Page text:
Where Are the Teaching Jobs?
Because the market is continually changing, you need to take an active role in your job search. Sometimes, when a state or region's economy is in a slump, districts cut back on services that were not absolutely necessary. When this happens, districts often help already employed staff members become recertified so they can work in a specialty for which there is greater need. This results in fewer new jobs for new teachers.
To make yourself more marketable, write down the activities, classes, and electives that you've taught in the past. Or, make a separate list of activities, classes, and electives that you are interested in teaching. Create a master list you can pitch during an interview.
In its Occupational Outlook Handbook, the U.S. Bureau of Labor Statistics reports that growth is anticipated in the teaching field. The increase in the need for staff is projected from kindergarten through the secondary grades. Because some regions are instituting programs to improve early childhood education, such as offering full-day kindergarten and universal preschool, there will be many new jobs for preschool teachers; the expectation is that opportunities will be greater than the average for all occupations.
Student enrollment will drive the need for staff. Fast-growing states in the South and West—Nevada, Arizona, Texas, and Georgia—will experience the largest enrollment increases and have the most job opening for teachers. Enrollments in the Midwest are expected to hold relatively steady, while those in the Northeast are expected to decline.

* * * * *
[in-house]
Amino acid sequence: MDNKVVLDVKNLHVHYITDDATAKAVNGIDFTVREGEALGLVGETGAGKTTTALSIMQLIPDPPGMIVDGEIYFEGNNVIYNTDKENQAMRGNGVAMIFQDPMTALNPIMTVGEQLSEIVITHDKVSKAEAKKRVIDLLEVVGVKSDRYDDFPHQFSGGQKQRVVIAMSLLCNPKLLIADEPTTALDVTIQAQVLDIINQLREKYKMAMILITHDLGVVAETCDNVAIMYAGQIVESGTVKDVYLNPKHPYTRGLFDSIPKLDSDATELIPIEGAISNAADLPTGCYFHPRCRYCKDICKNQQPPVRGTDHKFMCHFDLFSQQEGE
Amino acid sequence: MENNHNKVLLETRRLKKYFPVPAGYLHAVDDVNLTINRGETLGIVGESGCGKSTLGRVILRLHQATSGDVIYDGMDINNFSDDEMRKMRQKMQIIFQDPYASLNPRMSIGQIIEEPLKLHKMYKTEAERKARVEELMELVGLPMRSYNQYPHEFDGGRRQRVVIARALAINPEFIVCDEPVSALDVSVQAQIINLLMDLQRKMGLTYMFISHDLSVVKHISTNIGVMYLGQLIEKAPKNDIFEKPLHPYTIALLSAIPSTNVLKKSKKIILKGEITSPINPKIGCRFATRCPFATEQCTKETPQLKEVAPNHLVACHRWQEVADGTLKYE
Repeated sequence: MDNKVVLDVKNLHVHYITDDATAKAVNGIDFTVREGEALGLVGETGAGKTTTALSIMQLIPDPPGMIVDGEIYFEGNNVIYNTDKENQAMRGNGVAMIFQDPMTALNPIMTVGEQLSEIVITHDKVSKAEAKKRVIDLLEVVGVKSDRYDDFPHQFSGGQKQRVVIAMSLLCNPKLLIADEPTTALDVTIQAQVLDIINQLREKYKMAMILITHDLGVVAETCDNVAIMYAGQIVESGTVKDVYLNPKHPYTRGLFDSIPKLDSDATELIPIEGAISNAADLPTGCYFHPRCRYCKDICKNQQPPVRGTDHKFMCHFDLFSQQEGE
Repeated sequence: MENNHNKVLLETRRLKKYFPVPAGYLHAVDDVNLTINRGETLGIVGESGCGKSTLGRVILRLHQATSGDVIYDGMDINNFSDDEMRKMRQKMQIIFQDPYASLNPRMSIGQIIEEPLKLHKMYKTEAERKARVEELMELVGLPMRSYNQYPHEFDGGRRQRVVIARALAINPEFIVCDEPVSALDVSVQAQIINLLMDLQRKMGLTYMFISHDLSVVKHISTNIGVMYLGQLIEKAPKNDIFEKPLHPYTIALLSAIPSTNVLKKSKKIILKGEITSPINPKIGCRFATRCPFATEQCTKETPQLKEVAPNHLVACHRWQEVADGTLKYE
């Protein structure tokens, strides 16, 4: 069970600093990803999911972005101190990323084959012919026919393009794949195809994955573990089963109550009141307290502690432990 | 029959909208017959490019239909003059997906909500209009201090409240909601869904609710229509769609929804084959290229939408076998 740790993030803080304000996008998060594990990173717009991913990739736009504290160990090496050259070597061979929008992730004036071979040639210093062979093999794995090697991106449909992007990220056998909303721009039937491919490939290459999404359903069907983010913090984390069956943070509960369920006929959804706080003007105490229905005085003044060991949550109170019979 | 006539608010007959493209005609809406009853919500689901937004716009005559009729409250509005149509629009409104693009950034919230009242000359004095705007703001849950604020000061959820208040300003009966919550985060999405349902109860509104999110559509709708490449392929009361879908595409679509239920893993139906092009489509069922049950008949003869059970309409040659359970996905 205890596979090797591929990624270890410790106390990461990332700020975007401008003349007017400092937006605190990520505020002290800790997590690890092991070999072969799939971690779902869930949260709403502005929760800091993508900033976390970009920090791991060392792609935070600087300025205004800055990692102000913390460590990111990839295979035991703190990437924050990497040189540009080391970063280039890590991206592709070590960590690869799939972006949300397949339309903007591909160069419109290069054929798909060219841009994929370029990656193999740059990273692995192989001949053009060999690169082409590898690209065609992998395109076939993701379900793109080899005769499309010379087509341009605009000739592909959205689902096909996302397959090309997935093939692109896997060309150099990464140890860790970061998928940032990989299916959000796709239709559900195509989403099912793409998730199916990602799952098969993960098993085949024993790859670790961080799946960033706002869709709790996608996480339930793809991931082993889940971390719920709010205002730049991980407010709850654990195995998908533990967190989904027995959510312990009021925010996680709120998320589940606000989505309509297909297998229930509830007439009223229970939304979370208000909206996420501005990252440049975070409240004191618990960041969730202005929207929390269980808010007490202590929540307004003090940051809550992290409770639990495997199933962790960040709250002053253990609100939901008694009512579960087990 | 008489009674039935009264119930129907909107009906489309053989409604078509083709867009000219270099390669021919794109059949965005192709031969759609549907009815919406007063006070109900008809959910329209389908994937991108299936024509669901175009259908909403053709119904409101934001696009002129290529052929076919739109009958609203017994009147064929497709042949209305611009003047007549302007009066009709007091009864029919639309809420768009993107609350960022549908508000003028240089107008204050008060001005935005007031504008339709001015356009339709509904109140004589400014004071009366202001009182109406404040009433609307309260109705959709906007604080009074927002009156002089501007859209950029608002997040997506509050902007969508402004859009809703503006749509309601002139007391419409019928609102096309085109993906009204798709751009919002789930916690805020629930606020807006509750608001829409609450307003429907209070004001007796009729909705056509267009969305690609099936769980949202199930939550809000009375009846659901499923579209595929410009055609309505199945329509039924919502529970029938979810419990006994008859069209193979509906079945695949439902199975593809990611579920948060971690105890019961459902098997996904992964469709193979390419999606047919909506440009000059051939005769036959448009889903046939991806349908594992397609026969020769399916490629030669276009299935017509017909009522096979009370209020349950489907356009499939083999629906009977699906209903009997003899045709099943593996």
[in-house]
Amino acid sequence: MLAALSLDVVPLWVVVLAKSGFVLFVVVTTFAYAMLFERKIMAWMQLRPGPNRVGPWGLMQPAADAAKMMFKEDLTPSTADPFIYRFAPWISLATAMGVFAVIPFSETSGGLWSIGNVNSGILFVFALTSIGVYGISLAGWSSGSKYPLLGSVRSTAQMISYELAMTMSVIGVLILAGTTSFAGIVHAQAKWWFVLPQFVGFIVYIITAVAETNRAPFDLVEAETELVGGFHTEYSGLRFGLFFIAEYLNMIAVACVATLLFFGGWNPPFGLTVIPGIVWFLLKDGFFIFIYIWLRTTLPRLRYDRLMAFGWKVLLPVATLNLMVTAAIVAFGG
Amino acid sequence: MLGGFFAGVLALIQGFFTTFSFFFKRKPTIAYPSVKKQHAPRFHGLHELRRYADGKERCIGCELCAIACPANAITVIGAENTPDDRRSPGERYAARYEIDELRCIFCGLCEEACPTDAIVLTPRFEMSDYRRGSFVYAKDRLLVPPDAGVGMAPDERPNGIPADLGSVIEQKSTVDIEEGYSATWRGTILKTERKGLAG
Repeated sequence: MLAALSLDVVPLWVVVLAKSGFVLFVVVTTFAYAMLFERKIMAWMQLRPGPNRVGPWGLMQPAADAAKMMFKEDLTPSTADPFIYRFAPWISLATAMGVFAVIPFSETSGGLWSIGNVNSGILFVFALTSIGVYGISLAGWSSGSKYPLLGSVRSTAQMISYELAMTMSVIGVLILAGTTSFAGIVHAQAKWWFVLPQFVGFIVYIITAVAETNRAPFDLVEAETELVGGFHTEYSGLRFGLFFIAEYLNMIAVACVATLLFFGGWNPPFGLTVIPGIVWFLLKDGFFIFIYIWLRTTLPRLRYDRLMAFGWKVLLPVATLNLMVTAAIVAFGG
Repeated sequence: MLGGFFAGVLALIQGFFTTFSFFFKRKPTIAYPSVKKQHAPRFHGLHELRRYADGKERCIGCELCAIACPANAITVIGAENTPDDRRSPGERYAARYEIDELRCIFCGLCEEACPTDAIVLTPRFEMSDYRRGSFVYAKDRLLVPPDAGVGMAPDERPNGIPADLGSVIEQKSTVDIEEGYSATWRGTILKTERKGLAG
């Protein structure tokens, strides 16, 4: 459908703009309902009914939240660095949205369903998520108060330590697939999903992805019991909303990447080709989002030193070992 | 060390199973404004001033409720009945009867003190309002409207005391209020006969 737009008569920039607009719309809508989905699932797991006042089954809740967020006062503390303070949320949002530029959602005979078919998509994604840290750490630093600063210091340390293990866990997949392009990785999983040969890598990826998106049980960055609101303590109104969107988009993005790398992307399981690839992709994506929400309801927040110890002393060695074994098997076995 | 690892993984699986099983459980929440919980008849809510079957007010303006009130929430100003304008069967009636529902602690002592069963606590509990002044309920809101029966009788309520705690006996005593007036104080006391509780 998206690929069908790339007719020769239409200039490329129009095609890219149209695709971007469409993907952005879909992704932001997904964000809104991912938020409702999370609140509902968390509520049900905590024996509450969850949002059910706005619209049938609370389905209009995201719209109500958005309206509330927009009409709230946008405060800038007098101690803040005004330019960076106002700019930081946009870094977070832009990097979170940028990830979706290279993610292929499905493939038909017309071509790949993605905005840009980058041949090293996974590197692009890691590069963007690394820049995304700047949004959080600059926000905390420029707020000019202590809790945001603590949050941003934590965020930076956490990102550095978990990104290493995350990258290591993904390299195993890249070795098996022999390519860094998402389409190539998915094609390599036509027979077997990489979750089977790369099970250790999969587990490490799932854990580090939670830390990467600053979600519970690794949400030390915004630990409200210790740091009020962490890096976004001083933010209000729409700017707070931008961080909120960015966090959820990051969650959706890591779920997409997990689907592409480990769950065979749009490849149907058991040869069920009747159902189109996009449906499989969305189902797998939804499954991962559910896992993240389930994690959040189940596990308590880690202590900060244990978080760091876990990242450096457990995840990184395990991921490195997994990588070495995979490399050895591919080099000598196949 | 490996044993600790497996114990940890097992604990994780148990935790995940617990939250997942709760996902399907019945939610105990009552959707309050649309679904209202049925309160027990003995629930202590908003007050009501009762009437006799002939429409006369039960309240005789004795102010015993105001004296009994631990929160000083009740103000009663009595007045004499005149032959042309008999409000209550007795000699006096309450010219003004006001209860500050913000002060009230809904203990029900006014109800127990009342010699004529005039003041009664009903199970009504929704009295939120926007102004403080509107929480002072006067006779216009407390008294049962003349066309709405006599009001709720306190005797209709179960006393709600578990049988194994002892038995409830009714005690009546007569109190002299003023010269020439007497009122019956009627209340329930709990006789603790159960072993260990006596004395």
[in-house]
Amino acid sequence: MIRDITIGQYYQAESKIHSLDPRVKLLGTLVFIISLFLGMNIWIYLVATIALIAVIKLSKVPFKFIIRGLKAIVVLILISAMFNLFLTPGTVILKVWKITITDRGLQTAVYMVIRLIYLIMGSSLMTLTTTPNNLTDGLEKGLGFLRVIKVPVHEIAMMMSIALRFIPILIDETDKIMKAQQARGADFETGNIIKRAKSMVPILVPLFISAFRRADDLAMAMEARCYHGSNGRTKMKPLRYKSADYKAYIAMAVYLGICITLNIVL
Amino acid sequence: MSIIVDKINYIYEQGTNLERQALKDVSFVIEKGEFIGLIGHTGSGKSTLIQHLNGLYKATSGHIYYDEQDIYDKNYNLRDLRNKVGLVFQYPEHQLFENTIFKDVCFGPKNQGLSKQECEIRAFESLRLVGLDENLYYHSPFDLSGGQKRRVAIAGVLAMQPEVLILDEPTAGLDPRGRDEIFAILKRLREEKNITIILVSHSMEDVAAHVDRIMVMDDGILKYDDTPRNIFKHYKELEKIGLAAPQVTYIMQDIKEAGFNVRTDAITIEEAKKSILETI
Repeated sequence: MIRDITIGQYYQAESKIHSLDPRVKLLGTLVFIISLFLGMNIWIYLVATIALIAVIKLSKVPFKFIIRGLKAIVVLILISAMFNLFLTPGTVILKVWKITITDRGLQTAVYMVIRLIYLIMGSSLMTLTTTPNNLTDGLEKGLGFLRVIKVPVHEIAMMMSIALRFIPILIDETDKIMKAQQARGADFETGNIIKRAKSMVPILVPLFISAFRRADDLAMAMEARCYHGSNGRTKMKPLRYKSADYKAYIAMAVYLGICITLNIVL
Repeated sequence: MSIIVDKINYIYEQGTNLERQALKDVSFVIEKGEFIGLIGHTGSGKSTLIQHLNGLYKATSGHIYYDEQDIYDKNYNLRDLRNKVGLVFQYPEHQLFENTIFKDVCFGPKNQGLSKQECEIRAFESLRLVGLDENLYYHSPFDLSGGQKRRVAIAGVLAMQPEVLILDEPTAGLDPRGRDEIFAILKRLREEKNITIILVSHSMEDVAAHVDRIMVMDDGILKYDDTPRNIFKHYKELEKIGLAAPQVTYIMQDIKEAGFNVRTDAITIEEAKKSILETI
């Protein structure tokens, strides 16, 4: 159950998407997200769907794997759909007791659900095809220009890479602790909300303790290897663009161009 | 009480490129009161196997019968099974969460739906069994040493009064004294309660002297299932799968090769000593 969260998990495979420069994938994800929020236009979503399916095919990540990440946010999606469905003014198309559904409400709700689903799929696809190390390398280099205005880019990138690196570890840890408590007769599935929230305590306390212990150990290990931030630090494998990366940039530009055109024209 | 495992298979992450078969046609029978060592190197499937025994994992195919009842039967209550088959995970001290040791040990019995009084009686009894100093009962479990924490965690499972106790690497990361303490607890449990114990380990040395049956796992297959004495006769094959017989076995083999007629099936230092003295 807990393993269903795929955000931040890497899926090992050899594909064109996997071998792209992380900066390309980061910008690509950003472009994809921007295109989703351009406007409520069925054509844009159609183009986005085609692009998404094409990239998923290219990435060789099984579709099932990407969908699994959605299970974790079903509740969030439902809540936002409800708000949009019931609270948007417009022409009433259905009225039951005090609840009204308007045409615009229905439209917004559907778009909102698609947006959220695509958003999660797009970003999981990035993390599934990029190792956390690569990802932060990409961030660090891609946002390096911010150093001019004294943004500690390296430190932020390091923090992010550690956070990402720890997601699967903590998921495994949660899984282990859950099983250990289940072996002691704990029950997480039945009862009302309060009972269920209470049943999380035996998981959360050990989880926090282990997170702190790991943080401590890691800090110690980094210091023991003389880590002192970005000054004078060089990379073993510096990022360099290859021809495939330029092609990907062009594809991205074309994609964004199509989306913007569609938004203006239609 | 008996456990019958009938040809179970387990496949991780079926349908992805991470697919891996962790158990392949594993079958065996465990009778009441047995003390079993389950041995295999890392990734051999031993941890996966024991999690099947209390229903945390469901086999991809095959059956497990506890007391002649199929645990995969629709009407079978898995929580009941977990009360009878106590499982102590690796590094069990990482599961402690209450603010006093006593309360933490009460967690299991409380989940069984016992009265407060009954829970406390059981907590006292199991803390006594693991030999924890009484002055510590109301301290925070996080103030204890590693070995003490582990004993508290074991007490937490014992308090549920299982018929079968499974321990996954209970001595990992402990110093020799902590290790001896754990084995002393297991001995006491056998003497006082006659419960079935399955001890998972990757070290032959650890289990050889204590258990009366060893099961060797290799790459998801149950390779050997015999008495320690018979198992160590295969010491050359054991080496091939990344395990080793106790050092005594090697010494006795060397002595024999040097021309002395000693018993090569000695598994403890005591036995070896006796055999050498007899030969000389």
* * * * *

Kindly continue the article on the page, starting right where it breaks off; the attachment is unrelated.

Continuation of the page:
The job market for teachers varies widely among states and school districts. Some urban cities and rural areas have difficulty attracting enough teachers, so job prospects should continue to be better in these areas than in suburban districts. Teachers in some subjects—mathematics, science and bilingual education, foreign language, for example—seem to be in short supply. Qualified vocational teachers also are currently in demand in a variety of fields at both the middle school and secondary school levels. Areas that seem to be experiencing an oversupply of teachers, on the other hand, include general elementary education, physical education, and social studies. Teachers who are geographically mobile and who obtain licensure in more than one subject should have a distinct advantage in finding a job.
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